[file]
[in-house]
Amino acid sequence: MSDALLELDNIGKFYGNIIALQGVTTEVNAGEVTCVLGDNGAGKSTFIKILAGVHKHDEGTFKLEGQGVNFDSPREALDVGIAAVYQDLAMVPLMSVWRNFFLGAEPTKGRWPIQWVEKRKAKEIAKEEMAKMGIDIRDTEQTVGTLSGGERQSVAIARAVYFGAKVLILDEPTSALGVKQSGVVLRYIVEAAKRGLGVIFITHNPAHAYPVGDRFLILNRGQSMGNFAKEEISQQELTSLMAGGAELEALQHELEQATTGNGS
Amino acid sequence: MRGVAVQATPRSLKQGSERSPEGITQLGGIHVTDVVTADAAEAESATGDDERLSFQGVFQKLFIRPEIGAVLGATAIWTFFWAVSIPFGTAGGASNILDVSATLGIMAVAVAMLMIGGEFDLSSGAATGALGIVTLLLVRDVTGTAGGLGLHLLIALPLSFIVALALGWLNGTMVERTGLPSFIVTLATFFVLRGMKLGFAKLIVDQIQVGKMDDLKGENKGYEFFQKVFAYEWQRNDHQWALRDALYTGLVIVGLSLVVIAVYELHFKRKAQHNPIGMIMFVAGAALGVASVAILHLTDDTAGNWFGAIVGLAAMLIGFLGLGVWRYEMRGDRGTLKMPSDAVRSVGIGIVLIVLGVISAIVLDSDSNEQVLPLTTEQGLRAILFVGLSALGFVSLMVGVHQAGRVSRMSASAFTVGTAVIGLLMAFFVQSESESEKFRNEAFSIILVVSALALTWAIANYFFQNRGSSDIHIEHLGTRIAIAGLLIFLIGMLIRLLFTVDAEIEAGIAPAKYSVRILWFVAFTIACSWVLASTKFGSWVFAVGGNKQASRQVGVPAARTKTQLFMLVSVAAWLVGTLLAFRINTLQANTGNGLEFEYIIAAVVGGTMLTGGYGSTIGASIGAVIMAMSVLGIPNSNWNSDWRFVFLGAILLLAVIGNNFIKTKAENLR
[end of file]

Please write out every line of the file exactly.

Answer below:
[in-house]
Amino acid sequence: MSDALLELDNIGKFYGNIIALQGVTTEVNAGEVTCVLGDNGAGKSTFIKILAGVHKHDEGTFKLEGQGVNFDSPREALDVGIAAVYQDLAMVPLMSVWRNFFLGAEPTKGRWPIQWVEKRKAKEIAKEEMAKMGIDIRDTEQTVGTLSGGERQSVAIARAVYFGAKVLILDEPTSALGVKQSGVVLRYIVEAAKRGLGVIFITHNPAHAYPVGDRFLILNRGQSMGNFAKEEISQQELTSLMAGGAELEALQHELEQATTGNGS
Amino acid sequence: MRGVAVQATPRSLKQGSERSPEGITQLGGIHVTDVVTADAAEAESATGDDERLSFQGVFQKLFIRPEIGAVLGATAIWTFFWAVSIPFGTAGGASNILDVSATLGIMAVAVAMLMIGGEFDLSSGAATGALGIVTLLLVRDVTGTAGGLGLHLLIALPLSFIVALALGWLNGTMVERTGLPSFIVTLATFFVLRGMKLGFAKLIVDQIQVGKMDDLKGENKGYEFFQKVFAYEWQRNDHQWALRDALYTGLVIVGLSLVVIAVYELHFKRKAQHNPIGMIMFVAGAALGVASVAILHLTDDTAGNWFGAIVGLAAMLIGFLGLGVWRYEMRGDRGTLKMPSDAVRSVGIGIVLIVLGVISAIVLDSDSNEQVLPLTTEQGLRAILFVGLSALGFVSLMVGVHQAGRVSRMSASAFTVGTAVIGLLMAFFVQSESESEKFRNEAFSIILVVSALALTWAIANYFFQNRGSSDIHIEHLGTRIAIAGLLIFLIGMLIRLLFTVDAEIEAGIAPAKYSVRILWFVAFTIACSWVLASTKFGSWVFAVGGNKQASRQVGVPAARTKTQLFMLVSVAAWLVGTLLAFRINTLQANTGNGLEFEYIIAAVVGGTMLTGGYGSTIGASIGAVIMAMSVLGIPNSNWNSDWRFVFLGAILLLAVIGNNFIKTKAENLR